I thought I was spouting off -- I made a big point about useless and misleading data reports. I also tried to make a point about politicians being too short-term oriented and not focusing on the real issues. But you want more -- so here goes.
I think some of you people are living in the old world -- a world where left and right ideology are important. Like many good things that outlive their usefulness, this dichotomy is not only less productive than it used to be but it is downright damaging. You don't have to meditate and say Ohhhmmm three times a day to see how today's difficult challenges reflect our inter-connectedness. It is our overlaps that matter more than our differences. I listened to a labor leader pontificate the other day -- his mantra is unchanged from the 1960s and focuses on the separate and paramount goals of workers. Firms and their leaders, according to him, are selfish and gain only by stepping on the backs of the workers. I hear plenty of talking heads on television ridiculing people who ask Congress to do more to help those whose situations have eroded over the last decade. There is plenty of finger-pointing and derision. A few minutes watching any news program easily and vividly supports the notion that ugly and mean spirited accusations dominate the news. Listen carefully -- there is VERY little said about the real causes of our problems. There is very little time devoted to honestly debating the impacts of various solutions.
Don't kid yourself -- this is not business as usual. And one side is not going to win. There are three things that are missing today. First, there is no real discussion of cause and effect. There is no serious debate about the most important issues. Even some scientists lie and exaggerate. And we let them do it. We have chosen our teams and whenever the "good-guys" say anything we jump to their side and their defense. We don't even listen to the "bad-guys". Second, once we get into cause-effect analysis we will clearly see that the solutions to problems require shared burdens and shared misery. We don't think that way now. We are not going to do better as a nation or as a world until we realistically evaluate the ways in which we can share the burdens of the solutions. Once we start REALLY CARING about the plight of others, the more they will care about ours. Funny thing -- this sounds a lot like the moral philosophical statement -- Do unto others as you would have them do unto you. You don't have to be in any particular religion to believe in that idea -- most religions and many variants of atheism see Do unto others as a pretty logical way to live. Third, we lack leadership. Some of you think I am out of my gourd, but those of you who don't think all this is too crazy should be looking for leaders who are reaching across the famous aisles or looking for ways to create coalitions that transcend obsolete idealogical silos.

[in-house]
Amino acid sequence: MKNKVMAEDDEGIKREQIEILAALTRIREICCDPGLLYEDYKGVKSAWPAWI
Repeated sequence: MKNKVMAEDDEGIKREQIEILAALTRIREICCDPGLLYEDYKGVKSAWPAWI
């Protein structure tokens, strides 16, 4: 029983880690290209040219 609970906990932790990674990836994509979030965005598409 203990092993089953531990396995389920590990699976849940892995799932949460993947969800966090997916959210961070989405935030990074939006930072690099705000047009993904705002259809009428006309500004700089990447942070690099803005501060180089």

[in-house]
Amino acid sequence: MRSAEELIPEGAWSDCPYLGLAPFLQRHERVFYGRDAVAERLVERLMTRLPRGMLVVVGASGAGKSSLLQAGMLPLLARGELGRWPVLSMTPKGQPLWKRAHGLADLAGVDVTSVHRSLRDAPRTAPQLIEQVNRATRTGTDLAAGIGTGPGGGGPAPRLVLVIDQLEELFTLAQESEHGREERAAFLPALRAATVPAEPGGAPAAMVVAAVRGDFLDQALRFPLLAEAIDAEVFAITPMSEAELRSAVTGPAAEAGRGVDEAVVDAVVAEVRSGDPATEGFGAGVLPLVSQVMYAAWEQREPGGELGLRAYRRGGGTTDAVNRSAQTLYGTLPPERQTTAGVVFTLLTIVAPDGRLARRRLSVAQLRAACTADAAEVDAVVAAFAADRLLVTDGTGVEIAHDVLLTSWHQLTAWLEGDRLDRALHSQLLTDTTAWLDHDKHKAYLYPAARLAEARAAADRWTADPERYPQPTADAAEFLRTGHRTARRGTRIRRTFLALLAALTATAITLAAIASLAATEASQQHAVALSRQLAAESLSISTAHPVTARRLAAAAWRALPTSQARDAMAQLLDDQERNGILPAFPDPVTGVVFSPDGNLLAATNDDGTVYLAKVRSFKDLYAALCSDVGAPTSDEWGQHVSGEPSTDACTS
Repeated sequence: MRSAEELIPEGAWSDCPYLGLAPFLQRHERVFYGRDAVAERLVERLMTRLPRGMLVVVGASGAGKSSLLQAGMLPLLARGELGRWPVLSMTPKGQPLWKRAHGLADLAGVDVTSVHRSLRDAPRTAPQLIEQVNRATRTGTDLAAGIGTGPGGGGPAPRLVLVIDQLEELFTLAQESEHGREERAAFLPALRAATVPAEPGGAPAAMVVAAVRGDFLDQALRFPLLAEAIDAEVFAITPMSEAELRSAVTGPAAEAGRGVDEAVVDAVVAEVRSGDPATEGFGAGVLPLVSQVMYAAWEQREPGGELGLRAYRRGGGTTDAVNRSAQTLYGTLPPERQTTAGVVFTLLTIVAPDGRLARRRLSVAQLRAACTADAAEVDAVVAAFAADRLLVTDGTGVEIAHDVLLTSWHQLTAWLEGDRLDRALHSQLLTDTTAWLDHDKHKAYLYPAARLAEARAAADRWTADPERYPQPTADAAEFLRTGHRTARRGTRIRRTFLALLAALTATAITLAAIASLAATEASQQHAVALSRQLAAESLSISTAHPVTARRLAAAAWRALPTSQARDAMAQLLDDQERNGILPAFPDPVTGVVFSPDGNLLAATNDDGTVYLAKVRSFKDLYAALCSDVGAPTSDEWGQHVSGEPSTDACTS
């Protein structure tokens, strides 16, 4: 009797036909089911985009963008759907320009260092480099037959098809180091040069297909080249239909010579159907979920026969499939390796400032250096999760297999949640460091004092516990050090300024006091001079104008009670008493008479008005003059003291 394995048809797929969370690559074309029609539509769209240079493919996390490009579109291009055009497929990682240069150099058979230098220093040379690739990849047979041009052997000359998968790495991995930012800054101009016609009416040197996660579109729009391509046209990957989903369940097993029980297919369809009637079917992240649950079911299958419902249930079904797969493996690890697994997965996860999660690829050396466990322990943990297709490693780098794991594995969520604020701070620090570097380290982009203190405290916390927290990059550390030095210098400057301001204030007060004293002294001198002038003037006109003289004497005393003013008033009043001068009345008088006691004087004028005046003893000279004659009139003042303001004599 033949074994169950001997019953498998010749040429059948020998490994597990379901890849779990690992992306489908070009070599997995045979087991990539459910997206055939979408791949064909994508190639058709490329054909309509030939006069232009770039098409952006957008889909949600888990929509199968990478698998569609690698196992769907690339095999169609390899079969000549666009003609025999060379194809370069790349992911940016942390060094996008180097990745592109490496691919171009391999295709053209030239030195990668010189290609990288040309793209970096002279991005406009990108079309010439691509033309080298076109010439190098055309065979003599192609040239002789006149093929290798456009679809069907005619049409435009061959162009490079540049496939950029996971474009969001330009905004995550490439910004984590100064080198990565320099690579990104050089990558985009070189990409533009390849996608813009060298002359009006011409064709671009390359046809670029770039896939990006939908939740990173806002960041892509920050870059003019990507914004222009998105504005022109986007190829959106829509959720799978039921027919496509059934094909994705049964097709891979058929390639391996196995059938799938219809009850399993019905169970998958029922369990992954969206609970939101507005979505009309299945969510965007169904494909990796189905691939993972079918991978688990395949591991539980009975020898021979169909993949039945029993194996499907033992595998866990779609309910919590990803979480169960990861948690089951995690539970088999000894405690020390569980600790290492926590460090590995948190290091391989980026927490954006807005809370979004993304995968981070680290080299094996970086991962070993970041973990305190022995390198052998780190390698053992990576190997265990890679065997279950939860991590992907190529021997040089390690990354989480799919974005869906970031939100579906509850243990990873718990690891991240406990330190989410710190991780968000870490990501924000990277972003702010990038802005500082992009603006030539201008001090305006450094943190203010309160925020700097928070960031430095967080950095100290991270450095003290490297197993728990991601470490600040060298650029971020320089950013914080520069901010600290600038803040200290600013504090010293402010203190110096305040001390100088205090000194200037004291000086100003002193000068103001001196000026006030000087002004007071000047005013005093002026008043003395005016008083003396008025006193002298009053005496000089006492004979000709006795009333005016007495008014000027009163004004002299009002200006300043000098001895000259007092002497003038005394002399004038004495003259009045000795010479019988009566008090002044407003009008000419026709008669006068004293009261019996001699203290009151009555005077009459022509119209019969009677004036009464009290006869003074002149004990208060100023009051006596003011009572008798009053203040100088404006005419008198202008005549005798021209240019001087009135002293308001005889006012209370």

Whether the present healthcare policy passes into law or not; Whether we get an energy or new stimulus or a financial reform bill -- it doesn't really matter. The losing side will find a way to regroup and challenge again in the coming year or years. It is good to have this kind of competition in government. BUT THE PROBLEM is that this competition is wrong-headed and motivated by sad, pitiful, close-minded extremism. Extremism is a form of sadistic pleasure- seeking that gains only at the expense of others. Real analysis is, on the contrary, pretty hard and dreary work. After working all day, who wants to come home and listen to talking heads discuss and debate the details of our many issues?
As the tsunami comes closer to our sadly weak and short seawalls, we will become clearer about our common and interdependent fates. Real debate and solutions will sound a little sexier. As the baby boom hits the shores of retirement in bigger numbers over the next decades, we will see the end of extreme ideology and the rise of seriousness about evaluating and solving our biggest challenges. Let's hope we don't wait too long.
Was that enough spout?